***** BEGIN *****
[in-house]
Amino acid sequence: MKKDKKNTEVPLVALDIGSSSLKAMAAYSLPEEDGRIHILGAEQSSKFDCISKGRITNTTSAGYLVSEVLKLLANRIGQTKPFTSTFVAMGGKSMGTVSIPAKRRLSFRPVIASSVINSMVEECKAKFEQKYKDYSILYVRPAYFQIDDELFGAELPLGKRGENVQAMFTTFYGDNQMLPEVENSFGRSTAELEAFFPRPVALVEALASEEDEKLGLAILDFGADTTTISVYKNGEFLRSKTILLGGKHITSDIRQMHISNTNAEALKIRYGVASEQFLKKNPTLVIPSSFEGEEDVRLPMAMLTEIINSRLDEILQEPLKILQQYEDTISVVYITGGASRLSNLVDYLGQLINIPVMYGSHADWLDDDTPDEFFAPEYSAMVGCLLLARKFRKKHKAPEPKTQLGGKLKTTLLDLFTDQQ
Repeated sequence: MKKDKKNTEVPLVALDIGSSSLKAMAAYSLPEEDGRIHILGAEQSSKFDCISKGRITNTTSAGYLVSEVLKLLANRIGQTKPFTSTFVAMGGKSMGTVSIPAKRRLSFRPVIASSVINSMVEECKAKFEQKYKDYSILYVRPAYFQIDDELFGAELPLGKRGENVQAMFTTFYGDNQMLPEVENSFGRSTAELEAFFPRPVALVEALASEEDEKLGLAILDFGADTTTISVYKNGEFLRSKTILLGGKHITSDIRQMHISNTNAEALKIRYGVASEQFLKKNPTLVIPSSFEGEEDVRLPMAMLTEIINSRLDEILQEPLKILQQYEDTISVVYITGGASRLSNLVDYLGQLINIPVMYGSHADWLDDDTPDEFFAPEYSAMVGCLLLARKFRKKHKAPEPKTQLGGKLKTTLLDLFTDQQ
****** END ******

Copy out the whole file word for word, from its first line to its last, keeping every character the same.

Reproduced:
[in-house]
Amino acid sequence: MKKDKKNTEVPLVALDIGSSSLKAMAAYSLPEEDGRIHILGAEQSSKFDCISKGRITNTTSAGYLVSEVLKLLANRIGQTKPFTSTFVAMGGKSMGTVSIPAKRRLSFRPVIASSVINSMVEECKAKFEQKYKDYSILYVRPAYFQIDDELFGAELPLGKRGENVQAMFTTFYGDNQMLPEVENSFGRSTAELEAFFPRPVALVEALASEEDEKLGLAILDFGADTTTISVYKNGEFLRSKTILLGGKHITSDIRQMHISNTNAEALKIRYGVASEQFLKKNPTLVIPSSFEGEEDVRLPMAMLTEIINSRLDEILQEPLKILQQYEDTISVVYITGGASRLSNLVDYLGQLINIPVMYGSHADWLDDDTPDEFFAPEYSAMVGCLLLARKFRKKHKAPEPKTQLGGKLKTTLLDLFTDQQ
Repeated sequence: MKKDKKNTEVPLVALDIGSSSLKAMAAYSLPEEDGRIHILGAEQSSKFDCISKGRITNTTSAGYLVSEVLKLLANRIGQTKPFTSTFVAMGGKSMGTVSIPAKRRLSFRPVIASSVINSMVEECKAKFEQKYKDYSILYVRPAYFQIDDELFGAELPLGKRGENVQAMFTTFYGDNQMLPEVENSFGRSTAELEAFFPRPVALVEALASEEDEKLGLAILDFGADTTTISVYKNGEFLRSKTILLGGKHITSDIRQMHISNTNAEALKIRYGVASEQFLKKNPTLVIPSSFEGEEDVRLPMAMLTEIINSRLDEILQEPLKILQQYEDTISVVYITGGASRLSNLVDYLGQLINIPVMYGSHADWLDDDTPDEFFAPEYSAMVGCLLLARKFRKKHKAPEPKTQLGGKLKTTLLDLFTDQQ